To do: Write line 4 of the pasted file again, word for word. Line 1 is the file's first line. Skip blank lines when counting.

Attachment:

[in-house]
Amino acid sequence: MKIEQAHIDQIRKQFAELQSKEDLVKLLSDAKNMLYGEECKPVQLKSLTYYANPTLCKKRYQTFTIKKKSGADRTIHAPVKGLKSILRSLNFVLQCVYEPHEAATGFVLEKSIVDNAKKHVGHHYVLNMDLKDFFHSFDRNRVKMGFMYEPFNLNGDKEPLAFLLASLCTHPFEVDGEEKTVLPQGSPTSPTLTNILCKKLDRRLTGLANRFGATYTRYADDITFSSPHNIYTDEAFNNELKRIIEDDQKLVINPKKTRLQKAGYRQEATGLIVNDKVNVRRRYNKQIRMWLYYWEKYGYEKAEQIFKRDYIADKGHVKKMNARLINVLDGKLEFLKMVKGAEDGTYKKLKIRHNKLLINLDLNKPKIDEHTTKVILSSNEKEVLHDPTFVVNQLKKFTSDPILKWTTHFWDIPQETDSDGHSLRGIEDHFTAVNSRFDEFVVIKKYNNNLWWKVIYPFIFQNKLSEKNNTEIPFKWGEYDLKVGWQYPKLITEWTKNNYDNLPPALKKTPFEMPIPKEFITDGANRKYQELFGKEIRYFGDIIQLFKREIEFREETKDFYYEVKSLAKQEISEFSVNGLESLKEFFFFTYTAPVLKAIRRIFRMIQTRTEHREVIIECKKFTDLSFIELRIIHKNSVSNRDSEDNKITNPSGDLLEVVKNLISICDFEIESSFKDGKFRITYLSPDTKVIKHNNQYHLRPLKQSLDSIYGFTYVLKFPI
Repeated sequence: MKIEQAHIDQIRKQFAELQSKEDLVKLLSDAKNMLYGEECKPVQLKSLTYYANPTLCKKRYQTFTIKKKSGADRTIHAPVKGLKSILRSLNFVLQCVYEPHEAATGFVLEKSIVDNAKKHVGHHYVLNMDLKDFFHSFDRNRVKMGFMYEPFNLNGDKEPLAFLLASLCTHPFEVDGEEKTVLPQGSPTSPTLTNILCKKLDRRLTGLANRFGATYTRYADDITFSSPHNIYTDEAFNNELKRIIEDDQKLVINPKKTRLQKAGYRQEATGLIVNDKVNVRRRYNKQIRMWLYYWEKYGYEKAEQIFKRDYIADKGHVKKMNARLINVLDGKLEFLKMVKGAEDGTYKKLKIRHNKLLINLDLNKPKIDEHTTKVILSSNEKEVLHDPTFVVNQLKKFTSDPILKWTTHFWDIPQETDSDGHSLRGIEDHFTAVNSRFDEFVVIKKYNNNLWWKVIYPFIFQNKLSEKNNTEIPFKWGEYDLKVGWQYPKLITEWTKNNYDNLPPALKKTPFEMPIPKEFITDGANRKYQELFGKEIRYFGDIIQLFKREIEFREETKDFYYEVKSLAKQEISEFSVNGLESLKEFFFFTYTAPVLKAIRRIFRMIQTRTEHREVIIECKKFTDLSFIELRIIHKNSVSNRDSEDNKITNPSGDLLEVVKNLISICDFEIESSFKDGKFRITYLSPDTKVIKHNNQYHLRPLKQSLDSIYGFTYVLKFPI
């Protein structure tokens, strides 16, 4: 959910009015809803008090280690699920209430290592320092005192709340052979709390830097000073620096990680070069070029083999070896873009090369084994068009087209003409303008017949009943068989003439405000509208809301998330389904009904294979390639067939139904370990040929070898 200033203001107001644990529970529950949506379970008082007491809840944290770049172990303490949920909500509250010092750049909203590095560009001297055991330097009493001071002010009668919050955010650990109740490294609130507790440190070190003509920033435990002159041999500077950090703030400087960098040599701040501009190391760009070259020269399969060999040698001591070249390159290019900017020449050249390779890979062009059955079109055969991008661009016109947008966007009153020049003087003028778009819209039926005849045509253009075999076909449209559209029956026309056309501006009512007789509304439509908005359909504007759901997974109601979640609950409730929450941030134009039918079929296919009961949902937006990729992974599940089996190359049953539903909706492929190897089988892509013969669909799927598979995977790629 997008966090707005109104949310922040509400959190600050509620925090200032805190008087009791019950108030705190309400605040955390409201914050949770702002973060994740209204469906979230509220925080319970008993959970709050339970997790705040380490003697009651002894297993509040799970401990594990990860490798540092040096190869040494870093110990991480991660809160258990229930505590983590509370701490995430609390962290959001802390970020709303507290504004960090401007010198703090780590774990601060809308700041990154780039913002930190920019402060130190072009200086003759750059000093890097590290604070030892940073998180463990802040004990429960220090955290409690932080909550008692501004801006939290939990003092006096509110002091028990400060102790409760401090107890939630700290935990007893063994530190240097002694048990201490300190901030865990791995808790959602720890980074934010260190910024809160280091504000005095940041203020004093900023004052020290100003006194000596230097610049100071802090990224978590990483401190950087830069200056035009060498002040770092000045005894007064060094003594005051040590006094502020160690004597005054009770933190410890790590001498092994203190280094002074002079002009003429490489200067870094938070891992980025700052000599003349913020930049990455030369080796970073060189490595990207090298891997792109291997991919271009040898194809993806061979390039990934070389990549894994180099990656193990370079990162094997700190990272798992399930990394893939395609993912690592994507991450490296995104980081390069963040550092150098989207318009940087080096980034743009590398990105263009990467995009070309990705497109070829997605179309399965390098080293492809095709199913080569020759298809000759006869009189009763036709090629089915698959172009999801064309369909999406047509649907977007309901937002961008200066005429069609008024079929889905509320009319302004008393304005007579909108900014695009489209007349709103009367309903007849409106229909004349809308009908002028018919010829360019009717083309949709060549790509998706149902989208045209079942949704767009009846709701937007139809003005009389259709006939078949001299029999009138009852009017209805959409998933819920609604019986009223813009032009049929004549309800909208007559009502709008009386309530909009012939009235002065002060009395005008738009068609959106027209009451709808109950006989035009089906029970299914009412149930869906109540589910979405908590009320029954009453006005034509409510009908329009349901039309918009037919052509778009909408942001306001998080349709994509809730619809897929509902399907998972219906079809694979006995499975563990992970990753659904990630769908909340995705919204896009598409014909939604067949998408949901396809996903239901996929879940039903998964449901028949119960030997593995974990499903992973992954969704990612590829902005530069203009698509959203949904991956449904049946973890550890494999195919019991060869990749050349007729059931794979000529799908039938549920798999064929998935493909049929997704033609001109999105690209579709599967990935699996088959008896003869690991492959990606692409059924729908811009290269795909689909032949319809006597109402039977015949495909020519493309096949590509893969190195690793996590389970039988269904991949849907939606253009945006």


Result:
């Protein structure tokens, strides 16, 4: 959910009015809803008090280690699920209430290592320092005192709340052979709390830097000073620096990680070069070029083999070896873009090369084994068009087209003409303008017949009943068989003439405000509208809301998330389904009904294979390639067939139904370990040929070898 200033203001107001644990529970529950949506379970008082007491809840944290770049172990303490949920909500509250010092750049909203590095560009001297055991330097009493001071002010009668919050955010650990109740490294609130507790440190070190003509920033435990002159041999500077950090703030400087960098040599701040501009190391760009070259020269399969060999040698001591070249390159290019900017020449050249390779890979062009059955079109055969991008661009016109947008966007009153020049003087003028778009819209039926005849045509253009075999076909449209559209029956026309056309501006009512007789509304439509908005359909504007759901997974109601979640609950409730929450941030134009039918079929296919009961949902937006990729992974599940089996190359049953539903909706492929190897089988892509013969669909799927598979995977790629 997008966090707005109104949310922040509400959190600050509620925090200032805190008087009791019950108030705190309400605040955390409201914050949770702002973060994740209204469906979230509220925080319970008993959970709050339970997790705040380490003697009651002894297993509040799970401990594990990860490798540092040096190869040494870093110990991480991660809160258990229930505590983590509370701490995430609390962290959001802390970020709303507290504004960090401007010198703090780590774990601060809308700041990154780039913002930190920019402060130190072009200086003759750059000093890097590290604070030892940073998180463990802040004990429960220090955290409690932080909550008692501004801006939290939990003092006096509110002091028990400060102790409760401090107890939630700290935990007893063994530190240097002694048990201490300190901030865990791995808790959602720890980074934010260190910024809160280091504000005095940041203020004093900023004052020290100003006194000596230097610049100071802090990224978590990483401190950087830069200056035009060498002040770092000045005894007064060094003594005051040590006094502020160690004597005054009770933190410890790590001498092994203190280094002074002079002009003429490489200067870094938070891992980025700052000599003349913020930049990455030369080796970073060189490595990207090298891997792109291997991919271009040898194809993806061979390039990934070389990549894994180099990656193990370079990162094997700190990272798992399930990394893939395609993912690592994507991450490296995104980081390069963040550092150098989207318009940087080096980034743009590398990105263009990467995009070309990705497109070829997605179309399965390098080293492809095709199913080569020759298809000759006869009189009763036709090629089915698959172009999801064309369909999406047509649907977007309901937002961008200066005429069609008024079929889905509320009319302004008393304005007579909108900014695009489209007349709103009367309903007849409106229909004349809308009908002028018919010829360019009717083309949709060549790509998706149902989208045209079942949704767009009846709701937007139809003005009389259709006939078949001299029999009138009852009017209805959409998933819920609604019986009223813009032009049929004549309800909208007559009502709008009386309530909009012939009235002065002060009395005008738009068609959106027209009451709808109950006989035009089906029970299914009412149930869906109540589910979405908590009320029954009453006005034509409510009908329009349901039309918009037919052509778009909408942001306001998080349709994509809730619809897929509902399907998972219906079809694979006995499975563990992970990753659904990630769908909340995705919204896009598409014909939604067949998408949901396809996903239901996929879940039903998964449901028949119960030997593995974990499903992973992954969704990612590829902005530069203009698509959203949904991956449904049946973890550890494999195919019991060869990749050349007729059931794979000529799908039938549920798999064929998935493909049929997704033609001109999105690209579709599967990935699996088959008896003869690991492959990606692409059924729908811009290269795909689909032949319809006597109402039977015949495909020519493309096949590509893969190195690793996590389970039988269904991949849907939606253009945006």